The dynamics of changes in the Amazon rainforest due to the intervention by mankind, through deforestation for agriculture purposes, timber exploration and forest fires, has lately become a pungent topic. The discussion encompasses geopolitical issues, changes in the ecosystem, sustainable economic exploration, and gains extensive space in the international press. Not surprisingly, the most outstanding scientific journals also open space for articles in this field. Among the 248 HC-ISI articles, 12 were dedicated to this topic (Table II). Seven were in collaboration with the United States and four were researches conducted solely with Brazilian affiliation. Three articles were published by Nature and three by Science. These researches tend to corroborate the disastrous consequences of uncontrolled exploration of the rainforest. Nine articles result from studies carried out by institutions from the Northern region of Brazil, eight of which are from the Instituto Nacional de Pesquisa da Amazônia (INPA), located in Manaus. This fact is extremely good news, because it demonstrates the possibility of conducting high level researches, on a topic related to issues of an economically challenged region. INPA is an institution established in 1954 and connected to the Ministry of Science and Technology, where Brazilian and foreign researchers streamed to, attracted by the challenge of understanding the biology from this magnificent rainforest. The articles are very rich in terms of themes. Among these investigators is Philip Fearnside, an American that arrived in Brazil in the 1970's, and is considered one of the greatest international authorities in sustainable development in environments such as the Amazon rainforest. His studies put him in a comfortable position to defend what is called the international carbon market. The wealthy countries, at some point, will have to pay for Brazil to preserve the Forest, says Fearnside: "the capability of absorbing carbon will bring more money than selling soybeans".



Some articles have titles that could have been in newspaper headlines: "Physical and human dimensions of the Amazon deforestation", "Collapse of biomass in fragments of the Amazon rainforest", "Large scale impoverishment in the Amazon rainforest due to timber exploration and forest fires". Other titles show the concern with the dynamics of carbon recycling through photosynthesis, breathing and decomposition, or in deforestation and replanting conditions. Since it is an extremely up-to-date topic, the press that reports statements from politicians, economists and environmentalists, should listen more to scientists, whose studies are published in the most acknowledged journals, with far-reaching repercussion.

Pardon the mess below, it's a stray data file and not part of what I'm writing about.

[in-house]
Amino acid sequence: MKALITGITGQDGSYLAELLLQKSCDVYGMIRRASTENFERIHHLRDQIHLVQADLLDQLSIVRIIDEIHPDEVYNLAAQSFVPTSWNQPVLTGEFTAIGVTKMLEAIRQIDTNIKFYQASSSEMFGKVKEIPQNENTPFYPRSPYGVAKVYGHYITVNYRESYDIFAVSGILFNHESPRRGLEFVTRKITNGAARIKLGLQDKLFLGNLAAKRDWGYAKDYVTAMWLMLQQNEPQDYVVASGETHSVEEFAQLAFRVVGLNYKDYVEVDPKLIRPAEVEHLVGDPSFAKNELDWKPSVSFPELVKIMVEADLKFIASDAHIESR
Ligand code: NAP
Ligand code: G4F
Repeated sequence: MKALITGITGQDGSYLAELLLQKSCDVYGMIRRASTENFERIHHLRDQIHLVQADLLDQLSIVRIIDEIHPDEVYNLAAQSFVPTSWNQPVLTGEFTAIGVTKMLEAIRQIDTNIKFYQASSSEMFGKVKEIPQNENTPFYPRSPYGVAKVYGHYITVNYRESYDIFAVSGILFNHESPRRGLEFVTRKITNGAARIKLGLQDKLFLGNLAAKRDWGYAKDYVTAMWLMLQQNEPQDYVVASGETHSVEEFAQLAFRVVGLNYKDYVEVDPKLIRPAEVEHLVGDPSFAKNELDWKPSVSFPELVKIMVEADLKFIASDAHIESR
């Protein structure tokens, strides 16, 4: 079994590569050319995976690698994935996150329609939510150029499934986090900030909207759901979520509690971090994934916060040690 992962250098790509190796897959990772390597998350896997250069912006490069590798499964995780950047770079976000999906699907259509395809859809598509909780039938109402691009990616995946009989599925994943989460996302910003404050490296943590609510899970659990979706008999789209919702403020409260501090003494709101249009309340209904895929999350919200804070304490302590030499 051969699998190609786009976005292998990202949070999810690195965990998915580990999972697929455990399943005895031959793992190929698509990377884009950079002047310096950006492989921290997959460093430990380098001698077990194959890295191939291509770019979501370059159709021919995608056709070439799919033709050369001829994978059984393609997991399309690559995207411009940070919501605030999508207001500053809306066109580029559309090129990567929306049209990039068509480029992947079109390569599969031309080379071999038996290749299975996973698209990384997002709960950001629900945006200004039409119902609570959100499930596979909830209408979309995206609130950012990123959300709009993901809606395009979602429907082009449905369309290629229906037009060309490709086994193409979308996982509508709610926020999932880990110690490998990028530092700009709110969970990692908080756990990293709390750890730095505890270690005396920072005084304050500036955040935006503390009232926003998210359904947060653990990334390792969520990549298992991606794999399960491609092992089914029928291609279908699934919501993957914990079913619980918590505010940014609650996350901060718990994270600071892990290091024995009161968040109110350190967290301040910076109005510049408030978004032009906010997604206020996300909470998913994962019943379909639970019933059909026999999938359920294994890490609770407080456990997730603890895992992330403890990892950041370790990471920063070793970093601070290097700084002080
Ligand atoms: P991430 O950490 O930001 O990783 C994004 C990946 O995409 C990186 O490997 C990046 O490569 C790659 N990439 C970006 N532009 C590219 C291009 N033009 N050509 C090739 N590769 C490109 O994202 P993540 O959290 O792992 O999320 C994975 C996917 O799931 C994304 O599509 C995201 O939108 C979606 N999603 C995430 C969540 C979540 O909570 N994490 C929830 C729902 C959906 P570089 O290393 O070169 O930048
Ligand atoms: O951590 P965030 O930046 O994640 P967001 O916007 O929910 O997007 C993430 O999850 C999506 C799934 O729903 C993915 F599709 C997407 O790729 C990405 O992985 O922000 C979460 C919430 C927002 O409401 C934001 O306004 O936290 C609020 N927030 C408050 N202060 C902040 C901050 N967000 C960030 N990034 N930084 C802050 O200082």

Another field that stood out for publishing highly cited ISI articles was surgery, and all articles were related to the cardiovascular subfield (Table III). The great majority were works in multinational networks concerning several types of investigation. The classification of these articles in the field of surgery was very flexible since 12 works were related to research on interventions with angioplasty techniques and use of stents. This is a very strong field in Brazil, particularly in the City of São Paulo, with the participation of Incor (Faculdade de Medicina da USP), Instituto Dante Pazzanese and Hospital Unicor. Another research that stood out was the team from the Hospital Angelina Caron, in Campina Grande do Sul, State of Paraná, coordinated by Randas Batista, who introduced the technique to reduce an enlarged heart by partial left ventriculectomy. This technique had far-reaching repercussion; although it is not a procedure established for end-stage cardiac patients, it led to new research opportunities to improve the intervention. Finally, one work that drew attention was published in 2003 and has already achieved 112 citations. It addresses transendocardial autologous bone marrow cell transplantation in patients with severe chronic ischemic heart failure (article 18, Table III). This study reported a new and relatively successful procedure and has prospects for future studies on transplant of stem cells in this type of condition. The groups from the Hospital Procardíaco and the Universidade Federal do Rio de Janeiro participated in this study.




This is a very active field in Brazil and a reflex of significant increasingly interest all over the world. More than 20 groups throughout Brazil study the diverse aspects of cellular oxyreduction processes and their effects in changing molecular structures and control cell regulation mechanisms. Table IV shows ten articles on this research line that achieved over 100 citations. Six of these had Brazilian affiliation, no international collaboration and stood out in this field among the most-cited articles. A work by a group of the Faculdade de Ciências Médicas da UNICAMP, coordinated by Aníbal Vercesi, made success with studies on changes by oxidation of mitochondrial membrane proteins (a cell organelle responsible for oxidative metabolism) that result in cell death (articles 3, 4, 7, 9 and 10, Table IV). The studies also addressed the role of calcium ions in this process. The group was responsible for five articles.